Skinny wages, fat profits: The American economy is out of balance

July 2, 2012 | Aaron Keating

These two graphs go a long way toward explaining why the U.S. economy is still in the doldrums.

1) Wages, as a share of economic activity (GDP) have never been lower:

Corporations are paying employees less than ever before, as a share of GDP (Business Insider)

2) While corporate profits (as a share of GDP) have never been higher:

Corporations are making more per dollar of sales than ever before, as a share of GDP (Business Insider)

High profits are sweet nectar, but when workers are paid too little, people don’t have money to spend, and businesses lose their revenue stream. That’s particularly hard on small businesses that typically don’t have millions (or billions) in cash reserves on hand, like big corporations do.

teetertotterbalance

When profits are too high, and wages too low, the economy works about as well as this teeter-totter.

For a time, it’s possible to make up the gap with cheap imports and lots of consumer borrowing, but in the end those aren’t sustainable trends. It’s the movement of money – not the accumulation of it – that makes our economy function. And while money does move from corporate profits into shareholder’s pockets, that process doesn’t create nearly the kind of broad consumer demand you get when you build a prosperous middle class with good wages and benefits.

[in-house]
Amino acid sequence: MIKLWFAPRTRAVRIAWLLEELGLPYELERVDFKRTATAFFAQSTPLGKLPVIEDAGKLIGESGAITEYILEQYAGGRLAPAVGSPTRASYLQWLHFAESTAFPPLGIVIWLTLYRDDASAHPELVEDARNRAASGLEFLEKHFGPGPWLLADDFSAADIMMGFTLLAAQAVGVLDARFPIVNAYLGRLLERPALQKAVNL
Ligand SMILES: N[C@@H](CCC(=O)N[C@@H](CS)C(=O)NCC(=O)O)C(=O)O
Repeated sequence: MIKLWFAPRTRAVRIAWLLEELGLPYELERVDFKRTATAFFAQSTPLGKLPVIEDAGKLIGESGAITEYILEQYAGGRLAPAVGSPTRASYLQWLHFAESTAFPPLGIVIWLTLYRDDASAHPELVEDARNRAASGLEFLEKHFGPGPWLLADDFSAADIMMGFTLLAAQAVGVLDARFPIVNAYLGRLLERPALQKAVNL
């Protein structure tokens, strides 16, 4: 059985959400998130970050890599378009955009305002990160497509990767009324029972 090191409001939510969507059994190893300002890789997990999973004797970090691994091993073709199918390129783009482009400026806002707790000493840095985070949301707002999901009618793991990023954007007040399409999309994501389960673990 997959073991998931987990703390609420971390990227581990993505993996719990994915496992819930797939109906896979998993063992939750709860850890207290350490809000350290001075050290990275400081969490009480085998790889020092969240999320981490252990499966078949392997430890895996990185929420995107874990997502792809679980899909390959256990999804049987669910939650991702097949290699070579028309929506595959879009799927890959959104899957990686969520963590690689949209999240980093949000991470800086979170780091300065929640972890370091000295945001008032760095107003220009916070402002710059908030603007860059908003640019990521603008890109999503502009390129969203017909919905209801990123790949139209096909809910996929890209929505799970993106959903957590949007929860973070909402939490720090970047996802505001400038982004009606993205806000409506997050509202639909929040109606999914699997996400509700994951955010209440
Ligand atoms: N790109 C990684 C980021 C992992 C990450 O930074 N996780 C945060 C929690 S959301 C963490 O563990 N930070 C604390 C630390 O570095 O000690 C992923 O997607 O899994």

If state and national policymakers are serious about putting our economy back on track, putting more money back in the hands of consumers is a vital step forward. Raising the minimum wage (for starters) would be an effective and efficient way to do just that.

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Posted in Minimum Wage, State Economy

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3 Pings/Trackbacks for "Skinny wages, fat profits: The American economy is out of balance"
  1. [...] household income is shrinking as the share of company revenue going to wages descends and the share going to profits increases. If more private-sector workers were able to bargain collectively for wage increases, they would be [...]

  2. [...] household income is shrinking as the share of company revenue going to wages descends and the share going to profits increases. If more private-sector workers were able to bargain collectively for wage increases, they would be [...]

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